CORONAVIRUS has been declared a global emergency by the World Health Organization, as the outbreak continues to spread outside China.
“The main reason is not what is happening in China but what is happening in other countries,” said WHO chief Tedros Adhanom Ghebreyesus, making the announcement at a press conference in Geneva.
The concern is that it could spread to countries with weaker health systems. At least 213 people have died from the virus in China.
The WHO said there had been 98 cases in 18 other countries, but no deaths. Most cases have emerged in people who have travelled from the Chinese city of Wuhan, where the outbreak began.
However, there have been eight cases of human-to-human infection – in Germany, Japan, Vietnam and the United States.
Speaking at a news conference in Geneva, Dr Tedros described the virus as an “unprecedented outbreak” that has been met with an “unprecedented response”.
Data based on the first 425 cases confirmed in Wuhan
59was the average age of those infected
89%were not hospitalised until at least five days of illness
56%of the cases were men
55%of cases diagnosed before 1 January linked to seafood market
Source: The New England Journal of Medicine
He praised the “extraordinary measures” Chinese authorities had taken to prevent it from spreading and said there was no reason to limit trade or travel to China, adding: “Let me be clear, this declaration is not a vote of no confidence in China”.
But various countries have taken steps to close borders or cancel flights in recent days, and companies like Google, Ikea, Starbucks and Tesla have closed their shops or stopped operations.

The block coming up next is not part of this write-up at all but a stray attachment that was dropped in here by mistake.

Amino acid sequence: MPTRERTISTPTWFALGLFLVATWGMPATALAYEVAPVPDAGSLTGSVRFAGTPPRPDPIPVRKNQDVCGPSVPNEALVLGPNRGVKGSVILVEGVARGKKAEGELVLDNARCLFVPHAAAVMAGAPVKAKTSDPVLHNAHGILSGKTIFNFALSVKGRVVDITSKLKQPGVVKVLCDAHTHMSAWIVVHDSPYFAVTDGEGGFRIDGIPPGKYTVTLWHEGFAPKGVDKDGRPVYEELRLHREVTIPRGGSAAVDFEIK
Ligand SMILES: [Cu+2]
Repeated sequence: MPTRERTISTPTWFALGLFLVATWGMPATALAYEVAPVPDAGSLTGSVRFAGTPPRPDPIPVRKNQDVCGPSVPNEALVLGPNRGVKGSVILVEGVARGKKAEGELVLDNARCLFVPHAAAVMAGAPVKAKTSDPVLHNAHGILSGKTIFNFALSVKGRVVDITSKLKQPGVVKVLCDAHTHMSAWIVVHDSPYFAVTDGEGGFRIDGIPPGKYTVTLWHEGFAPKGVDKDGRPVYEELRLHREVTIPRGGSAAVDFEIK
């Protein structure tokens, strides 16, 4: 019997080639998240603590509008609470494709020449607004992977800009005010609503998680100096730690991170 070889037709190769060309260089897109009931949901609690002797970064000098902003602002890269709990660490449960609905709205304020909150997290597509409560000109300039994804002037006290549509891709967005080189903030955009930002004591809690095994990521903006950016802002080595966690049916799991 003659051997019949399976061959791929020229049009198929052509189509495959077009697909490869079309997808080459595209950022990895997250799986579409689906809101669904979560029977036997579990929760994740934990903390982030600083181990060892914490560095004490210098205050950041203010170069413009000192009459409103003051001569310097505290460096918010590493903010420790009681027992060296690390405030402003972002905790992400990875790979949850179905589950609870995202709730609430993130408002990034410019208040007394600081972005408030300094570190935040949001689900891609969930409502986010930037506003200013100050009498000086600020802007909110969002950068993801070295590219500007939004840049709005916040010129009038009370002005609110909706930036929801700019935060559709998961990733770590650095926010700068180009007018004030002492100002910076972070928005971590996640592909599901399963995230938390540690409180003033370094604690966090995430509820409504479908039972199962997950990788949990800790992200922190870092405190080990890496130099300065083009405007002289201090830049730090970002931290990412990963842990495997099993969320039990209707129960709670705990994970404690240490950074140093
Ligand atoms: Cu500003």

Preparing other countries
What happens if this virus finds its way into a country that cannot cope? Many low and middle income countries simply lack the tools to spot or contain it. The fear is it could spread uncontrollably and that it may go unnoticed for some time.
Remember this is a disease which emerged only last month and yet there are already 7,736 confirmed cases in China and 12,167 suspected ones.
The 2014 Ebola outbreak in West Africa – the largest in human history – showed how easily poorer countries can be overwhelmed by such outbreaks. And if novel coronavirus gets a significant foothold in such places then it would be incredibly difficult to contain.
We are not at that stage yet – 99% of cases are in China and the WHO is convinced the country can control the outbreak there. But declaring a global emergency allows the WHO to support lower and middle income countries to strengthen their disease surveillance and prepare them for coronavirus cases.
How unusual is this declaration?
The WHO declares a Public Health Emergency of International Concern when there is “an extraordinary event which is determined… to constitute a public health risk to other states through the international spread of disease”.
It has previously declared five global public health emergencies:
Swine flu, 2009 -The H1N1 virus spread across the world in 2009, killing more than 200,000 people, and a public health emergency was called to ensure the world was carefully monitoring its spread and able to respond, including with vaccines.
Polio, 2014 – Although closer than ever to eradication in 2012, polio numbers rose in 2013. An emergency was declared due to fears the global fight against its eradication could face a major setback.